TD

    User Avatar
    Homework Helper

    I assume delta and gamma are the boundaries for y, and not for x again?

    The theorem states that if the required criteria are met, i.e. if F is differentiable and F' continuous (is this necessary?) on a certain area which contains a point (x0,y0), then the differential equation y' = F(x,y) with initial value y(x0) = y0 has a unique solution in the neighbourhood of (x0,y0).
     
  12. May 31, 2006 #11
    yes, your right.
     
  13. May 31, 2006 #12
    What do you mean by "in the neighbourhood"? Do you mean just close to that point?
     
  14. May 31, 2006 #13
    So here is the question:
    State the regions of the xy-plane in which the conditions of the fundamental existence and uniqueness theorem are satisfied.

    Is that basically asking on what interval is the solution differentianle and continious?
     
  15. May 31, 2006 #14

    TD

    User Avatar
    Homework Helper

    Yes, that's a typical expression in mathematics. It's always an open set, in general it's an open ball of some dimension with a radius r > 0. In the neighbourhood of a point x0 would mean an interval (x0-e,x0+e) where e > 0.

    It means that the solution exists at least at the point x0 and 'very close to it'. Often the solution will be valid on a larger domain.
     
  16. May 31, 2006 #15

    TD

    User Avatar
    Homework Helper

    Yes, and the point (x0,y0) has to be in the interior of this domain.
     
  17. May 31, 2006 #16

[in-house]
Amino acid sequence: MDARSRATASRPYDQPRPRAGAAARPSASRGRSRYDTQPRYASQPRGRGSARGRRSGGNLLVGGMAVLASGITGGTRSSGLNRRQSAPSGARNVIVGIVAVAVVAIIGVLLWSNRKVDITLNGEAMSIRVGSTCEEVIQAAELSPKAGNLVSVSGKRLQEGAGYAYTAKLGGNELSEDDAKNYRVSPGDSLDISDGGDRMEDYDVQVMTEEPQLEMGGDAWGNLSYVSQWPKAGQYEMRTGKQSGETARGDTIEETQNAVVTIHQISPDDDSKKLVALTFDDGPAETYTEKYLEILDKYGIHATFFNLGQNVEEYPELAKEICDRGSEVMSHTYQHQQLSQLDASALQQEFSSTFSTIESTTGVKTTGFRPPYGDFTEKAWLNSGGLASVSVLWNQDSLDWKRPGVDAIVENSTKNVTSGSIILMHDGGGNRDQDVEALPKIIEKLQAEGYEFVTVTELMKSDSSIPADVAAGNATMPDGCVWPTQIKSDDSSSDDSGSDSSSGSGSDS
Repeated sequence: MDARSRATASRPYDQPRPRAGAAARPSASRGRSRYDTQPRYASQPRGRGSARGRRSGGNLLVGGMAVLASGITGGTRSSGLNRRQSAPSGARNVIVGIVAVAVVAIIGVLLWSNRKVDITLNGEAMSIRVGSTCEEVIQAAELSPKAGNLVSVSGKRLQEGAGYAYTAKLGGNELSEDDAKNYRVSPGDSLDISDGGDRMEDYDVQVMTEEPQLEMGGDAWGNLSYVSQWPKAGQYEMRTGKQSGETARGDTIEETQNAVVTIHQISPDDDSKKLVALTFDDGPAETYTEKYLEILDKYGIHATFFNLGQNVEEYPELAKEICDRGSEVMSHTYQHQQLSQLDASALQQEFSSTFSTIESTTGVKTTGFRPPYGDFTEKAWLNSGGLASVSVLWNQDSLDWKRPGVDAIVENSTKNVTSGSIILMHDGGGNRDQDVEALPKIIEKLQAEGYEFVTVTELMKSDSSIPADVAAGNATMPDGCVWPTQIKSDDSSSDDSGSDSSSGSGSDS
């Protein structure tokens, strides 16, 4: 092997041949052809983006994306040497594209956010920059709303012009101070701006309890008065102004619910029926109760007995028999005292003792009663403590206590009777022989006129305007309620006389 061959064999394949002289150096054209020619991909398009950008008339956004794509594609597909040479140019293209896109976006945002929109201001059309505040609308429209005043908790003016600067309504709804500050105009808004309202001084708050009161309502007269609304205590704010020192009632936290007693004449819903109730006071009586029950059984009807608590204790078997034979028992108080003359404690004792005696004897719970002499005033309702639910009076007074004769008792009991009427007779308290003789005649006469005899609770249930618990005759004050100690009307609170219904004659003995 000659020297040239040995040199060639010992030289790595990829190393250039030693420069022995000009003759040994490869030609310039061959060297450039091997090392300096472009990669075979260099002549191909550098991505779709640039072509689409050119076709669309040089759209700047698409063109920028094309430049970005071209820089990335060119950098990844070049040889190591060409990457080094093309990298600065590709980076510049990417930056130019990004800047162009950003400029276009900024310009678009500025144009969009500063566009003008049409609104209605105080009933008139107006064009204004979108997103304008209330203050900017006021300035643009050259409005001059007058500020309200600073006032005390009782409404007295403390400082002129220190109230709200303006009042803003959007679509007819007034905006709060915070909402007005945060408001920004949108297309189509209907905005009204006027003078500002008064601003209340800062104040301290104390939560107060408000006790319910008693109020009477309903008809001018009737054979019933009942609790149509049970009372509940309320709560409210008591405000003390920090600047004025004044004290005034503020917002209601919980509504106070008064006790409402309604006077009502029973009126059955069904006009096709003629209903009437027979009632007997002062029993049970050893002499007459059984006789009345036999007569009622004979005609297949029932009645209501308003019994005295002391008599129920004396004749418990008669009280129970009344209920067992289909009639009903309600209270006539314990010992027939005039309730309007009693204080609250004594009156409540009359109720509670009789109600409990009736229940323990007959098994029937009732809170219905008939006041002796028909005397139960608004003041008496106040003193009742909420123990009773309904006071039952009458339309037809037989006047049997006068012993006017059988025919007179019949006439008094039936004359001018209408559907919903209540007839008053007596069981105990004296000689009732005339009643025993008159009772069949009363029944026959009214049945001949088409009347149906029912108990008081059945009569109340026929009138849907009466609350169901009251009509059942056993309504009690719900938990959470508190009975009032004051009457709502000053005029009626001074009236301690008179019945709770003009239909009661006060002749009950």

I understand that about 60 percent of the way. But I don't really know what an open set is.
     
    Last edited: Jun 1, 2006
  18. May 31, 2006 #17
    Am I actually supposed to find the point (x0,y0). I don't really understand that part. I understand that I am supposed to state the domain in which the solution is differentiable and continious. But what does that have to do with some point (x0,y0)?
     
    Last edited: May 31, 2006
  19. May 31, 2006 #18

    TD

    User Avatar
    Homework Helper

    For an intial value problem, that point (x0,y0) should be given. This also allows you to determine the constant C, hence yielding a unique solution. Your solution isn't unique yet, you have 'infinite solutions', because of that indetermined C.

    The 'open' means that for the interval (x0-e,x0+e), the end points aren't in the interval, as opposed to a closed interval [x0-e,x0+e]. The open ball I mentioned is for such neighbourhoods in general, in higher dimensions for example. There you have the point x0 as center and a radius r (or e, as you wish).
     
  20. May 31, 2006 #19
    My problem does not have an initial condition.
     
  21. May 31, 2006 #20
    It says state the region in which the theorem is satisfied. So I should just state the interval in which the solution is differentiable and continious?
     
Know someone interested in this topic? Share this thread via Reddit, Google+, Twitter, or Facebook

Have something to add?



Similar Discussions: Help with easy Differential Equation
Loading...